Subsequently, as depicted in FIG. 17(d), the base film 11 is superposed on the glass substrate 14 in such a manner that the ink layer 13 comes into contact therewith. In this state, the stack is irradiated with ultraviolet rays to increase the adhesion strength of the ink layer 13 to the glass substrate 14. Following this, the base film 11 is released from the ink layer 13 to leave the ink layer 13 on the glass substrate 14. Finally, the substrate is overall fired to bring the ink layer 13 into close contact with the glass substrate 14 so that an electrode, barrier or other pattern 13 is formed on the glass substrate 14, as depicted in FIG. 17(e).

In the practice of the fifth pattern-forming method of the present invention, it is also possible to omit the fabrication of the transfer sheet, as mentioned below.

FIG. 18 illustrates steps used in the aforesaid embodiment. In FIG. 18, reference numerals 21 and 22 stand for an adhesive layer and a mask, respectively, and the same numerals as in FIG. 17 indicate the same parts.

As depicted in FIG. 18(a), provision is made of an intaglio 60 having depressions 60a corresponding to a desired pattern and having a release agent layer 19 on an irregular surface of the side thereof having the depressions 60a. Such an intaglio may be obtained by sand blasting or etching a metal or glass plate to form depressions therein, and coating a silicone or other release agent on the irregular surface for release treatments.

Then, as depicted in FIG. 18(b), a photo-curable ink layer 13 is coated on the surface of the intaglio 60 including the depressions 60a. For the photo-curable ink layer it is preferable to use an ink that is liquid at normal temperature and has a curing shrinkage of 10%.

Then, as depicted in FIG. 18(c), a glass substrate 14 is pressed on the coated ink layer 13 with a photo-curable adhesive 21 sandwiched between them. In this state, the stack is exposed to ultraviolet rays using the mask 22 corresponding to the depressions 60a. By this exposure only the ink layer 13 within the depressions 60a and only the adhesive 21 on the depressions 60a are cured. In this case, the ink layer 13 shrinks so that the ink layer 13 is easily releasable from within the depressions 60a. It is noted that a non-photo-curable adhesive or tackifier may be used for the adhesive 21. In view of compatibility with the ink layer 13, however, it is preferable to use a photo-curable adhesive.

Subsequent releasing of the glass substrate 14 from the intaglio 60 causes the ink layer 13 to be transferred onto the glass substrate 14, as depicted in FIG. 18(d). If, here, a non-pattern area 13a is transferred together with the ink layer 13 onto the glass substrate, as shown, that area is removed by blasting or development so that, as depicted in FIG. 18(e), only the pattern area of the ink layer is left behind. It is here noted that the non-pattern area 13a is an unexposed area, and so is removable by development. Finally, the substrate is overall fired to bring the ink layer into close contact with the substrate.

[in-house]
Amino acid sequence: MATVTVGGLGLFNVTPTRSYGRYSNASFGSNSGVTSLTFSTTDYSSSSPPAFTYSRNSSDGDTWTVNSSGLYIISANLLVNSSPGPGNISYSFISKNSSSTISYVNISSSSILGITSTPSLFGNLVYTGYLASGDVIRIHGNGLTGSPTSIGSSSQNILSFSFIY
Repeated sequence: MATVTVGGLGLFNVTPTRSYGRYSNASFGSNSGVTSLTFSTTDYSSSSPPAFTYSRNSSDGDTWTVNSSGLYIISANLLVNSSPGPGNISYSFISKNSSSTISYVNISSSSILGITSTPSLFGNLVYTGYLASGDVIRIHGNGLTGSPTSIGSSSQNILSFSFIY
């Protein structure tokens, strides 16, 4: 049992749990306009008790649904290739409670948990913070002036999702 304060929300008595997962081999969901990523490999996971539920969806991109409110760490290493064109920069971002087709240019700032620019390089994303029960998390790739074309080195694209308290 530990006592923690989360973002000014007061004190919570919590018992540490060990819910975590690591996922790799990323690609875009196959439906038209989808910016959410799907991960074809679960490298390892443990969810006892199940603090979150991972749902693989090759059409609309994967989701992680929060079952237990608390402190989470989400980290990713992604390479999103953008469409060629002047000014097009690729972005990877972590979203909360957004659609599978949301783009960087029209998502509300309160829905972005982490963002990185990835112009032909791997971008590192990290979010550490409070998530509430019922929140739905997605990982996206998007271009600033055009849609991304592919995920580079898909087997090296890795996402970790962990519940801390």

The present invention will now be explained at great length with reference to examples.

The first transfer sheet, and first pattern-forming method of the present invention will first be explained with reference to Examples 1 to 5.

EXAMPLE 1

An ultraviolet-curable type ink (DKF-901 made by Nippon Kayaku K.K.) was charged in the apparatus shown in FIG. 3, and a 75-μm thick polyethylene terephthalate film was used as the base film. Using a radiation source emitting ultraviolet rays (600 mJ/cm2) and a roll intaglio rotating at 5 m/min. rpm, a depressed electrode pattern having a line width of 70 μm and a depth of 20 μm was formed on the base film at a pitch of 200 μm, as shown in FIG. 1.

Then, the following composition comprising:

______________________________________silver powders (average particle diameter: 1 μm)                    80     pbw  glass frits (free from alkali and composed  mainly of PbO, SiO2, B2 O3 with  an average particle size of 1 μm, a softening  point of 500 C., and a coefficient of  thermal expansion α300 = 75  10-7 /C.) 5                           pbw  polybutene (200N made by Nippon Yushi K. K.) 8 pbw  polybutene (5N made by Nippon Yushi K. K.) 2 pbw______________________________________

was mixed and dispersed in a three-roll ink mill to prepare an ink for forming an electrode-forming layer. This ink was coated on the base film having depressions by doctoring to fill the ink in the depressions. Finally, a polyethylene film was laminated on the base film to form the first transfer sheet of the present invention. It is noted that the "pbw" used herein is an abbreviation of part by weight.

The transfer sheet, from which the polyethylene film had been released, was laminated on a glass substrate having a primer layer under transfer conditions, i.e., a preheated substrate temperature of 80 C. and a laminating roll temperature of 100 C., using an auto-cutting laminator (Model ACL-9100 made by Asahi Chemical Industry Co., Ltd.).

Then, the base film was released for the transfer of the ink layer, and firing was carried out at a peak temperature of 570 C. to form a pattern-wise electrode layer. Upon firing, the electrode layer was found to have a line width of 65 μm and a thickness of 72 μm.